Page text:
Source: eBay seller singlepoint
Contributor: Theodore Gray
Acquired: 11 March, 2009
Text Updated: 12 March, 2009
Price: $13
Size: 4"
Composition: FeMoCo
Molybdenum M42 molybdenum cobalt steel bit

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M42 molybdenum cobalt steel bit.
A typical fairly large milling machine bit called an end mill. It is made of M42 molybdenum-cobalt steel allow, often called cobalt steel because even though it has more molybdenum than cobalt in it, it is an alloy distinguished by its cobalt content being higher than that in most others steels.
Source: eBay seller aztool-jerry
Contributor: Theodore Gray
Acquired: 11 March, 2009
Text Updated: 12 March, 2009
Price: $15
Size: 4"
Composition: FeMoCo
The Elements book Mad Science book Periodic Table Poster  Click here to buy a book, photographic periodic table poster, card deck, or 3D print based on the images you see here!
Molybdenum Wulfenite from Jensan Set

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Wulfenite from Jensan Set.
This sample represents molybdenum in the "The Grand Tour of the Periodic Table" mineral collection from Jensan Scientifics. Visit my page about element collecting for a general description, or see photographs of all the samples from the set in a periodic table layout or with bigger pictures in numerical order.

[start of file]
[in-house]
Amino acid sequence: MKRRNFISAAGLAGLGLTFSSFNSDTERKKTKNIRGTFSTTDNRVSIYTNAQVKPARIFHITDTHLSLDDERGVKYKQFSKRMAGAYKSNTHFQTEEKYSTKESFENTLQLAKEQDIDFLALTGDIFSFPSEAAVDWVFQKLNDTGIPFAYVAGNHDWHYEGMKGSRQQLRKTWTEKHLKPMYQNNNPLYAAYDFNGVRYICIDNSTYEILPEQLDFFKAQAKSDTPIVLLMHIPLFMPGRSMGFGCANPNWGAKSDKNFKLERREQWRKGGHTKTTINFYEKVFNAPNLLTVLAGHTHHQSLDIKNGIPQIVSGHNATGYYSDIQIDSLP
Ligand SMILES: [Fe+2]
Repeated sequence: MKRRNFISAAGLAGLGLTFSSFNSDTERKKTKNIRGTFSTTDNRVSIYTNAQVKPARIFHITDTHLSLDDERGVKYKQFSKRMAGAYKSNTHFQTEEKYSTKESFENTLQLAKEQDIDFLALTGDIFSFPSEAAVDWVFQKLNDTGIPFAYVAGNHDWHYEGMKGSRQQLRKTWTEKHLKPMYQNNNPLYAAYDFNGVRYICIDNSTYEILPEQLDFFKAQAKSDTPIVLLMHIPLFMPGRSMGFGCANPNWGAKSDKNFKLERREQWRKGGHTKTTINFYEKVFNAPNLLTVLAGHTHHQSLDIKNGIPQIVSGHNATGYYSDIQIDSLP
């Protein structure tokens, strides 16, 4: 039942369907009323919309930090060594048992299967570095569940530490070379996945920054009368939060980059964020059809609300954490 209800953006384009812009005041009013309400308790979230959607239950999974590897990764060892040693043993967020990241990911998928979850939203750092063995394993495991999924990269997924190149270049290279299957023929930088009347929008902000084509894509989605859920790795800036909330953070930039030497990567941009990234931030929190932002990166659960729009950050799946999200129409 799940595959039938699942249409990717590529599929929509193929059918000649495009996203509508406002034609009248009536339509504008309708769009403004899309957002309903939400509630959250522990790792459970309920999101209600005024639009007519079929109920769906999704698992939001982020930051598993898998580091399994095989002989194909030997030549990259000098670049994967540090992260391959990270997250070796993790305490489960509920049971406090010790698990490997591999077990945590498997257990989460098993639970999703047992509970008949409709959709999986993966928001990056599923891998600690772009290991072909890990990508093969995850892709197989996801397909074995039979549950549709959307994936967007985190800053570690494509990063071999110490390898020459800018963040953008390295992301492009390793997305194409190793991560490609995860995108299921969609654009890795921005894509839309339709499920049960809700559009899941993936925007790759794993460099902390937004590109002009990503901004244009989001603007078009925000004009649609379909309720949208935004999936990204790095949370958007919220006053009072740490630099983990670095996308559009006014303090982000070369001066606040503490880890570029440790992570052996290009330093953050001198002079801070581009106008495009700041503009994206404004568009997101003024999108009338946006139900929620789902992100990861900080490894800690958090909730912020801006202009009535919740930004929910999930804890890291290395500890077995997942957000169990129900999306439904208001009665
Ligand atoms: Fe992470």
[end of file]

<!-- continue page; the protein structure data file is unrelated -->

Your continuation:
Source: Jensan Scientifics
Contributor: Theodore Gray
Acquired: 10 January, 2009
Text Updated: 10 January, 2009
Price: Anonymous
Size: 0.5"
Composition: PbMoO4
Molybdenum Molybdenum trioxide crystals

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Molybdenum trioxide crystals.
These are lovely transparent crystals of molybdenum trioxide which I made myself using nothing more than an acetylene welding torch and a molybdenum plate. Lovely. Just lovely. Too bad I was trying to make diamonds, not molybdenum trioxide. It seems that blowing an ordinary acetylene torch at a molydenum or silicon plate held at the right temperature will cause a thin film of diamond to form slowly on the surface. After my first attempt at this I saw a few tiny flakes of what was unmistably transparent crystal material. Needless to say I was pretty excited by this. Unfortunately, when I continued the experiment I started getting lots and LOTS of this beautiful crystal material, so much that it could not possibly be diamond, since what was expected was a few microns of polycrystalline film, not macroscopic crystals like these. Sadly, it is simply molydenum trioxide, a species that forms in air at high enough temperatures.